Why Google is still far better than MSN Search

Alright, I saw Robert Scoble’s rather self-aggrandizing post about an ostensible April Fool’s joke at MSN search and did an MSN Search on ‘Dave Taylor’. Predictably with such an incredibly common first and last name, I am mixed in with various other Dave Taylor’s, including a trombonist, a hockey player, and one of the key programmers of the original game DOOM.
But check out the ads and you’ll instantly see why Google is still far ahead of MSN Search.
On MSN Search you see ads like this:

MSN Search: terrible ad matches

Now maybe it’s the case that these merchants have just blanket paid to have ads show up in every possible result, but that’s poor advertising and in this case it’s certainly poor targeting too: I am 100% confident that you can’t buy me or any of the other Dave Taylor’s at Dealtime, for example.

But that’s not all. There’s another set of ads that MSN automatically associates with this search that are equally far off target.
You might be thinking “so what?” but realize that the basis of Google’s massive market capitalization / value to the investor community is based almost completely on its ability to intelligently target advertising (through its AdWords program) to specific searches, thereby completely changing the dynamics of the advertising marketplace.
If MSN cannot match Google’s ad targeting and is actually polluting its search results with inane and offtarget results, it’s detrimental to both the advertiser (I’m sure “LowLender.com” and “Dealtime” are not happy to be displayed on an irrelevant search) and most of all the user of the search engine. If the results aren’t focused and targeted, users will just move along to a different, better search engine.
Oh, the ads to the right of the result for my vanity search on MSN Search are:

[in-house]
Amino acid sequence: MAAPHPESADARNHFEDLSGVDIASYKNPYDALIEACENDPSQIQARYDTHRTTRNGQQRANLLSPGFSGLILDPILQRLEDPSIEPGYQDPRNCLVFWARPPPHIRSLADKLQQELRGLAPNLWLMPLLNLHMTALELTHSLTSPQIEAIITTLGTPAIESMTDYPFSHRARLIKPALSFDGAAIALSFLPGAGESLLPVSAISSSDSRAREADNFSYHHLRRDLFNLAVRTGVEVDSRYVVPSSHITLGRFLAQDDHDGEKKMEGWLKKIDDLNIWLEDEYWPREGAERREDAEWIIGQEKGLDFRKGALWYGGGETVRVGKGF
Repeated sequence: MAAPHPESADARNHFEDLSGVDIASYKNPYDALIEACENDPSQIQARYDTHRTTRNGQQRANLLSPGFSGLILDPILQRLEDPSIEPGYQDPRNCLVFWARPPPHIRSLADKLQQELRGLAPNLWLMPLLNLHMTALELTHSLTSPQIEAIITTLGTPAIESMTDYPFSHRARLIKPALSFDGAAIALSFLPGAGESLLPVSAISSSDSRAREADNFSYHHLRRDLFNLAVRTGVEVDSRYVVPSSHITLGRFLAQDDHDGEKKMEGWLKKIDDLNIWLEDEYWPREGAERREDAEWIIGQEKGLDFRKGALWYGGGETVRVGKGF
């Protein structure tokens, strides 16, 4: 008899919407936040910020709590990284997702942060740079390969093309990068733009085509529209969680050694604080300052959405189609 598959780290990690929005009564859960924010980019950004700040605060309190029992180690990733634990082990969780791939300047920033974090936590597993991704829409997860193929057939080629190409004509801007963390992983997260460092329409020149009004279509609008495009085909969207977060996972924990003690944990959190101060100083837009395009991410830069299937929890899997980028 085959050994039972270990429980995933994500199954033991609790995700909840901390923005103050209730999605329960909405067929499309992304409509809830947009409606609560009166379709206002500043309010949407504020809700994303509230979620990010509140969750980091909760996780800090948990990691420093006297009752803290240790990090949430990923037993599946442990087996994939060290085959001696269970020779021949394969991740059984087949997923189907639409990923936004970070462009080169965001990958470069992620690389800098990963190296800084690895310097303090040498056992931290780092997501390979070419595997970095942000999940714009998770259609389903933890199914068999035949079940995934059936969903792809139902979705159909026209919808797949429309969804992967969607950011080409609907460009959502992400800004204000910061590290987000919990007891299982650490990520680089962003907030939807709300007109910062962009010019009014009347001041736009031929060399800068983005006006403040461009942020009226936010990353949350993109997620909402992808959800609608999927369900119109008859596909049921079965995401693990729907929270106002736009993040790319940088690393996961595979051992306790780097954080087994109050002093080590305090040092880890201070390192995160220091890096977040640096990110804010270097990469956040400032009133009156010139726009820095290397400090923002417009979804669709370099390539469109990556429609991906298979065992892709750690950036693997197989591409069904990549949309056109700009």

MSN Search: terrible ad matches

Now, to show you what I mean about Google doing such a better job, do the same search on Google and compare the results.
This time there are no “sponsored” placements at the top of the page (Google uses those, but knows not to target them with this particular search) and the sponsored ads on the right side? They’re far better targeted overall:
Google Search: pretty darn decent ad matches

The third match for an eBay affiliate isn’t too great, but the other two are spot on and make sense. Two for three decent contextually relevant ads is a far better result than MSN’s two for seven, isn’t it?
I realize that this is just one search, and I also realize that I’m not Tom Cruise, George W. Bush, or even Paris Hilton in terms of popularity and the odds that a company would target advertising for people seeking me, but there’s a core lesson here nonetheless in our new digital advertising economy:
      The site with the best ad targeting is going to win.
And at this juncture, I still see that Google’s the company to beat.

4 comments on “Why Google is still far better than MSN Search

  1. Amen and amen.
    MSN has been having some terrible relevancy problems for both their natural and paid search listing. It seems like things are slowly getting better, but they are still far from anything presentable in my opinion.
    I agree with you when it comes to relevancy. As more searchers become savvy searchers we will see rapid migration to the most relevant results.
    Google is, by far, the company to beat. I will be very interested to see if the addition of the click-through-rate metric to ad serving by Yahoo! will lead to some relevancy improvements on Yahoo!’s paid listings.
    I guess we will see in Q3…

  2. I find myself leaving Google to search MSN and finding better results these days. I think most of the people who are putting Google on a pedestal are mostly those who are currently getting a good amount of traffic in Google’s SERPS. Don’t forget, someone is bidding on those paid listings. I just did a search on my own name and there was only one paid listing, “books”. Nobody is bidding on my name. It’s all hype. Most of these people talking about Google being so great would surely do an about face if they were getting most of their traffic from MSN Search tomorrow. The truth is Google is not that much better than MSN in terms of relevancy at all, if at all. It boils down to personal preference and who can generate the most buzz, and webmasters in top Google search results generate allot of buzz.

  3. Very interesting post.
    I have just recently blogged about this very same issue as well, as I seem to notice many irrelevant AdWords/AdSense adverts on Google SERPs.
    Please read the whole post and judge for yourself. I think Google needs to improve on this front and know that they can.
    PS: Dave – I think you are the Paris Hilton of the blog world! All you need to do is shave the beard. 🙂

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